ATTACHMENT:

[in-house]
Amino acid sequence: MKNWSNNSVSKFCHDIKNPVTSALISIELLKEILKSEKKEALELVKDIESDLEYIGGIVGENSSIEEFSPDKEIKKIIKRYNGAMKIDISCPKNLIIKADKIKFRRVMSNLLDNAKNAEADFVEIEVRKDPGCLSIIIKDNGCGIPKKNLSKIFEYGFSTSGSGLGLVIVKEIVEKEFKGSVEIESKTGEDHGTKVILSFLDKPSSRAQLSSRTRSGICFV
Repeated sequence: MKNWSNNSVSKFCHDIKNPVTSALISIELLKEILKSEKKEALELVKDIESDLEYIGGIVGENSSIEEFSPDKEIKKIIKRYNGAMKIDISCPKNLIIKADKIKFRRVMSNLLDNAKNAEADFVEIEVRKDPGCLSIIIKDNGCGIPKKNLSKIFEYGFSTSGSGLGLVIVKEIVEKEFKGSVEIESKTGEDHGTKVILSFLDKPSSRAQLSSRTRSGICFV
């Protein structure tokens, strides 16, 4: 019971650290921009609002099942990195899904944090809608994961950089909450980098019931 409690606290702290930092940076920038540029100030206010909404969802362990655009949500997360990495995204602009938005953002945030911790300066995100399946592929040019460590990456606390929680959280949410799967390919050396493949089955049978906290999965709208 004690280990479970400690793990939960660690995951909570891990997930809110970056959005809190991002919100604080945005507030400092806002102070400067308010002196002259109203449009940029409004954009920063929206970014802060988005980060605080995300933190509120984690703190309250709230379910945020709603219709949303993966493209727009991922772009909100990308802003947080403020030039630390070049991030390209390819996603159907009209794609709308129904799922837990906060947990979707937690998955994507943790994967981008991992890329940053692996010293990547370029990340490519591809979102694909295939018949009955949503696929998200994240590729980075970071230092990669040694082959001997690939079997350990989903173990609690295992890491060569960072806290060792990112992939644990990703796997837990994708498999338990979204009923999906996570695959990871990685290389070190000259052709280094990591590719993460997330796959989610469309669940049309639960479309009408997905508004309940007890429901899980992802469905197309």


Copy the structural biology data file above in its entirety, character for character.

[in-house]
Amino acid sequence: MKNWSNNSVSKFCHDIKNPVTSALISIELLKEILKSEKKEALELVKDIESDLEYIGGIVGENSSIEEFSPDKEIKKIIKRYNGAMKIDISCPKNLIIKADKIKFRRVMSNLLDNAKNAEADFVEIEVRKDPGCLSIIIKDNGCGIPKKNLSKIFEYGFSTSGSGLGLVIVKEIVEKEFKGSVEIESKTGEDHGTKVILSFLDKPSSRAQLSSRTRSGICFV
Repeated sequence: MKNWSNNSVSKFCHDIKNPVTSALISIELLKEILKSEKKEALELVKDIESDLEYIGGIVGENSSIEEFSPDKEIKKIIKRYNGAMKIDISCPKNLIIKADKIKFRRVMSNLLDNAKNAEADFVEIEVRKDPGCLSIIIKDNGCGIPKKNLSKIFEYGFSTSGSGLGLVIVKEIVEKEFKGSVEIESKTGEDHGTKVILSFLDKPSSRAQLSSRTRSGICFV
């Protein structure tokens, strides 16, 4: 019971650290921009609002099942990195899904944090809608994961950089909450980098019931 409690606290702290930092940076920038540029100030206010909404969802362990655009949500997360990495995204602009938005953002945030911790300066995100399946592929040019460590990456606390929680959280949410799967390919050396493949089955049978906290999965709208 004690280990479970400690793990939960660690995951909570891990997930809110970056959005809190991002919100604080945005507030400092806002102070400067308010002196002259109203449009940029409004954009920063929206970014802060988005980060605080995300933190509120984690703190309250709230379910945020709603219709949303993966493209727009991922772009909100990308802003947080403020030039630390070049991030390209390819996603159907009209794609709308129904799922837990906060947990979707937690998955994507943790994967981008991992890329940053692996010293990547370029990340490519591809979102694909295939018949009955949503696929998200994240590729980075970071230092990669040694082959001997690939079997350990989903173990609690295992890491060569960072806290060792990112992939644990990703796997837990994708498999338990979204009923999906996570695959990871990685290389070190000259052709280094990591590719993460997330796959989610469309669940049309639960479309009408997905508004309940007890429901899980992802469905197309």